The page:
srand()

This is a discussion on srand() within the C++ Programming forums, part of the General Programming Boards category; How do I use this, and how do I specify it to display a rand number either 0 or 1?...

  1. #1
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    srand()

    How do I use this, and how do I specify it to display a rand number either 0 or 1?

  2. #2
    I Write C++ Apps, Sue Me.
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    srand() is usually placed on the top of int main ()

    Here is an example.
    Code:
    #include <iostream>
    #include <ctime>
    
    int main()
    {
    	//This Seeds rand with the time from process launch.
    	//I find that this is one of the best ways because.
    	//Two launches will never be the same.
    	time_t seconds;
    	time(&seconds);
    	srand((unsigned int) seconds);
    
    	std::cout<< rand(); //Prints A Random Number To The Screen.
    }
    Hope This Helps.

    -Kyle

  3. #3
    Registered User major_small's Avatar
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    you give srand a seed for the PRNG.

    it doesn't display a number... you need rand() for that.

    basically, here's what you want:
    Code:
    #include <iostream>
    #include <cstdlib>
    #include <ctime>
    
    int main()
    {
    	srand(static_cast<int>(time(0)));
    	std::cout<<rand()%2<<std::endl;
    	return 0;
    }
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    what does the %2 do?
    And the static_cast

  5. #5
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    Quote Originally Posted by bikr692002
    what does the %2 do?
    And the static_cast
    % 2 is the modulus Operator, It divides by 2 and checks for a remainder. The static_cast casts it as an integer.

  6. #6
    Registered User major_small's Avatar
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    yeah, I'm not exactly sure what the range of numbers that rand() returns is, but using the modulous operator helps you limit it. Basically, I limited it to either 0 or 1.

    static_cast is a C++ cast. In this case I casted what time() returns (a time_t type) into an unsigned integer because that's what rand() is seeded by. I use time because it's a seed that changes every time you run the program... unless you run the program several times in the same second...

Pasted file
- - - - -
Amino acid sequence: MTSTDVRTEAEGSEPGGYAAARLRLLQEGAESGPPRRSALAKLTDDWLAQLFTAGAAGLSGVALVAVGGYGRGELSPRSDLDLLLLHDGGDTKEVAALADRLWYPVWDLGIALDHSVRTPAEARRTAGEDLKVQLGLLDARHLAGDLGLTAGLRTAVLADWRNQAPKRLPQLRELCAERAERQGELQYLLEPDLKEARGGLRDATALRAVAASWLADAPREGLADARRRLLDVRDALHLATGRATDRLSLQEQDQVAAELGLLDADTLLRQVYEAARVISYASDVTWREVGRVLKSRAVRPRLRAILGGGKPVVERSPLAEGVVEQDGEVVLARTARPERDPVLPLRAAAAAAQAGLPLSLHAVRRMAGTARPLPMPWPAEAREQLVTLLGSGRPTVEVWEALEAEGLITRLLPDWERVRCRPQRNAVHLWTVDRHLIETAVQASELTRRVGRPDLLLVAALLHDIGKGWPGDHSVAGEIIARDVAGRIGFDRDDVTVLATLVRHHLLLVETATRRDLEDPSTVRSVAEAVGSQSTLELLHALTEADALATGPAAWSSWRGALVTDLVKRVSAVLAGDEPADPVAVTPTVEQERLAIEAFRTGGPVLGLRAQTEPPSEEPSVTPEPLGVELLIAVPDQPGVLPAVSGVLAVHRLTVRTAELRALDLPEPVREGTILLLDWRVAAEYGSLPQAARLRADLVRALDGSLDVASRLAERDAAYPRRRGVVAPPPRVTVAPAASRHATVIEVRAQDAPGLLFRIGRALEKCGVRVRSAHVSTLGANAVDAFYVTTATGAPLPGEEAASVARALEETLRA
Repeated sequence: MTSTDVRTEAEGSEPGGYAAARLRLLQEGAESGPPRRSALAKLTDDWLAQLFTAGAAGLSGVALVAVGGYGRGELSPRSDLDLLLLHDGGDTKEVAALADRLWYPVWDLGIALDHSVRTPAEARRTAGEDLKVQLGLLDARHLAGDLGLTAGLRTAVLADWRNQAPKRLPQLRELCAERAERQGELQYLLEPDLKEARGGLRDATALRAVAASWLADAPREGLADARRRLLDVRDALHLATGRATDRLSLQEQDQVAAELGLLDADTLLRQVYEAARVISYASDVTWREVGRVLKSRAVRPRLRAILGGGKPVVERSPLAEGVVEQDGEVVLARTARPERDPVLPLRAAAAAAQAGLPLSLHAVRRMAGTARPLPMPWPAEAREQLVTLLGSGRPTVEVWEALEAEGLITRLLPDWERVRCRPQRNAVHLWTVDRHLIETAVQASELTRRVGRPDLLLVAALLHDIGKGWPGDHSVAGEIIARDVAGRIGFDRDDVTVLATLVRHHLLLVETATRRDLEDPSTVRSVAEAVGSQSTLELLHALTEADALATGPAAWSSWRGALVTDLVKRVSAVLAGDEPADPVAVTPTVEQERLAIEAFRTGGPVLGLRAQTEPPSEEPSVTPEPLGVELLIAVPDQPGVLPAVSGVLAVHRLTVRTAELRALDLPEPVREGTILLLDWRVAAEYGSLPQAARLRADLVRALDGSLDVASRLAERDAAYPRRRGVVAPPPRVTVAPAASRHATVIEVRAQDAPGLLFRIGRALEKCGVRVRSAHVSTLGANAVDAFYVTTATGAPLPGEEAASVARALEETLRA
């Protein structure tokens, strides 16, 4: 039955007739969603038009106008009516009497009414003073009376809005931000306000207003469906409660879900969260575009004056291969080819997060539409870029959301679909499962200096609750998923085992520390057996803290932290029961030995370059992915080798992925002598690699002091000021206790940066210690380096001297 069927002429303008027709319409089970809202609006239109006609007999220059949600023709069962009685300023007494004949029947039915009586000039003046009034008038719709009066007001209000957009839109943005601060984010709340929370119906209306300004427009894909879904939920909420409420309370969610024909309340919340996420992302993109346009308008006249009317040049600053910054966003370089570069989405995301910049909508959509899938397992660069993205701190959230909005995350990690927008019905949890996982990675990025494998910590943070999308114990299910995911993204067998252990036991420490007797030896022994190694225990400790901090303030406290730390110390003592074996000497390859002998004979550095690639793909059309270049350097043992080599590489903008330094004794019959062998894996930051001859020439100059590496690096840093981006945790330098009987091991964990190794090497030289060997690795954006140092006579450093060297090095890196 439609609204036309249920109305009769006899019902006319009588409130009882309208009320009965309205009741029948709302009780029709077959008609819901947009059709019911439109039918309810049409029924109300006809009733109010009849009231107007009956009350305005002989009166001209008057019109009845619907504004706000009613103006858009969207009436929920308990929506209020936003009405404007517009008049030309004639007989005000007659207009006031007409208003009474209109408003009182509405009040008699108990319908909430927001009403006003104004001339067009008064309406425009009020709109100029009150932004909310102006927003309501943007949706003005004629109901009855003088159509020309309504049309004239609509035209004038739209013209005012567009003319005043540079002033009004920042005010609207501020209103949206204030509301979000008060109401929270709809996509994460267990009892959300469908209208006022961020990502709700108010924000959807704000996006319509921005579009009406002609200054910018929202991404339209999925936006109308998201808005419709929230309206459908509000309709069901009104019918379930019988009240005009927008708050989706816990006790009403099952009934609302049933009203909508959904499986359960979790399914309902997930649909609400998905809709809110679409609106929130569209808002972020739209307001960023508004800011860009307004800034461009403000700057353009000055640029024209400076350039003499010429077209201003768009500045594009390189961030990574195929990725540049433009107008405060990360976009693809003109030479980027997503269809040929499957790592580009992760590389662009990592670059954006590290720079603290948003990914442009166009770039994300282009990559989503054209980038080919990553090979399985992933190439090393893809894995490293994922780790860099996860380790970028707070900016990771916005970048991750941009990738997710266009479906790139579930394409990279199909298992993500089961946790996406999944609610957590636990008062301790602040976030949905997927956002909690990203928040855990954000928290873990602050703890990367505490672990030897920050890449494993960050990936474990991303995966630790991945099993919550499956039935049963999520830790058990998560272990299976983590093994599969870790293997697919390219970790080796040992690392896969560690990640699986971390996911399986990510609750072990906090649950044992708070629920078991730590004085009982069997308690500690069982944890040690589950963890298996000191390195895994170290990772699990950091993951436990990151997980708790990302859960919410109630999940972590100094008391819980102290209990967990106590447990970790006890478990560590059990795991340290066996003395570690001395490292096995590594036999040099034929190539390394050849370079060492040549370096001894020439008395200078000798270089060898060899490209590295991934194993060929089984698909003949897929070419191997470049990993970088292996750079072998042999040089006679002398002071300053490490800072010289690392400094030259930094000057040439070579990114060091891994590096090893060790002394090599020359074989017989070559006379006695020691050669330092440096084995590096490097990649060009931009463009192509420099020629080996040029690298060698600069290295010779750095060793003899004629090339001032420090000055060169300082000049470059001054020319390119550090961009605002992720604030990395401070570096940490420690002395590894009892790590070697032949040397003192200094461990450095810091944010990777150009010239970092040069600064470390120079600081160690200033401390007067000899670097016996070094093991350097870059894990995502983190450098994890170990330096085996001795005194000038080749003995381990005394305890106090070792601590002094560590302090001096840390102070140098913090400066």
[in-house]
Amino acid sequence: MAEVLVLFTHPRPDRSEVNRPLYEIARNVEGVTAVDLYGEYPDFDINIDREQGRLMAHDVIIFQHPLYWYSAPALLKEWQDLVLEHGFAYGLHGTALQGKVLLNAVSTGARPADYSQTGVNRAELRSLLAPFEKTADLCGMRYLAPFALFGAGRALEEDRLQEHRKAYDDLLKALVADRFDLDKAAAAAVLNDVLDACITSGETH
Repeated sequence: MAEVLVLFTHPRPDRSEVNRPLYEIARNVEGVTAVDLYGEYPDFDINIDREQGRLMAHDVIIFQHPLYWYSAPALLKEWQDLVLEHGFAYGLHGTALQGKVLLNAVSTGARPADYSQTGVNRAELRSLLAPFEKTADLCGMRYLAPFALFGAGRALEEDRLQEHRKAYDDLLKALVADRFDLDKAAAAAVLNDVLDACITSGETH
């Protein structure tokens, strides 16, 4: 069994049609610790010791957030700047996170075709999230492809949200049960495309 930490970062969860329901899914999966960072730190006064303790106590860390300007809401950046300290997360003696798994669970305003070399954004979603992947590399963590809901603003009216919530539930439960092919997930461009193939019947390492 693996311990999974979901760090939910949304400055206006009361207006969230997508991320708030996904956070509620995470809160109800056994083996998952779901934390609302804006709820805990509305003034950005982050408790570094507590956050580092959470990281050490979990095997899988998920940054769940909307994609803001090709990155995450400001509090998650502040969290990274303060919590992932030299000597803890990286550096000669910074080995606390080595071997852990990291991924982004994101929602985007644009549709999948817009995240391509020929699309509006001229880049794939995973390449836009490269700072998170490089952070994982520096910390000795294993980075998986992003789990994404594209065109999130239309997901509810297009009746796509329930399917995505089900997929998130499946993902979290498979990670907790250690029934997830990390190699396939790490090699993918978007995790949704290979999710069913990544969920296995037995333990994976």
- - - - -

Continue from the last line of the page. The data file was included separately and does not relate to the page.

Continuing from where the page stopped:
edit: oh, wait... I did cast it to an int... that shoud be <unsigned int> in that cast...
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  7. #7
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    I have a question, what is the difference between just an int and a signed or unsigned int?

  8. #8
    Registered User major_small's Avatar
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    "just an int" is usually a signed int

    an unsigned int uses it's highest bit as data, and a signed int uses it's highest bit as a positive or negative sign.

    unsigned ints have a higher range, but it can only hold positive numbers.
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  9. #9
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    Quote Originally Posted by major_small
    "just an int" is usually a signed int

    an unsigned int uses it's highest bit as data, and a signed int uses it's highest bit as a positive or negative sign.

    unsigned ints have a higher range, but it can only hold positive numbers.
    Thanks for clearing that up. Much appreciated

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    Thanks man, works perfectly, and doesn't delete my source like what you tricked me in to before... oh well, I was dumb

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    Quote Originally Posted by comwiz
    I have a question, what is the difference between just an int and a signed or unsigned int?
    Code:
    just an int(4 bytes): 
    
    -2,147,483,648    to      2,147,483,647
    
    unsigned int(4 bytes):
    
    0        to         4,294,967,295
    So you can store a much larger number in an unsigned int, while taking up the same amount of memory as a regular int.

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    The range is exactly the same though.

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    Tip: Instead of "n%2" for single random bit, try "n&1"

    With rand(), you probably won't need to worry about signed/unsigned int range, RAND_MAX (used by rand() to determine maximum size) should be only about 32768 in most implementations.

  14. #14
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    I think RAND_MAX is less than or equal to INT_MAX . . . I guess it has to, since rand() returns an int. http://www.phim.unibe.ch/comp_doc/c_...C/MAN/rand.htm

    just an int(4 bytes):

    -2,147,483,648 to 2,147,483,647

    unsigned int(4 bytes):

    0 to 4,294,967,295
    That's the case on most 32-bit compilers, but that's not what the standard specifies. The standard specifies:
    Code:
    int: -32767 to +32767
    long: -2,147,483,647 to +2,147,483,647
    unsigned int: 0 to 65535
    unsigned long: 0 to 4,294,967,295
    A signed int is exactly the same as a int. The signed is implied. In fact, the standard only includes the keyword signed for symmetry with unsigned, and for chars. (A "char" can be either signed or unsigned, depending on the implementation, so if you actually want a char that can hold -100, you should use signed char.)
    dwk

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    So how would I make it choose between 1-100?

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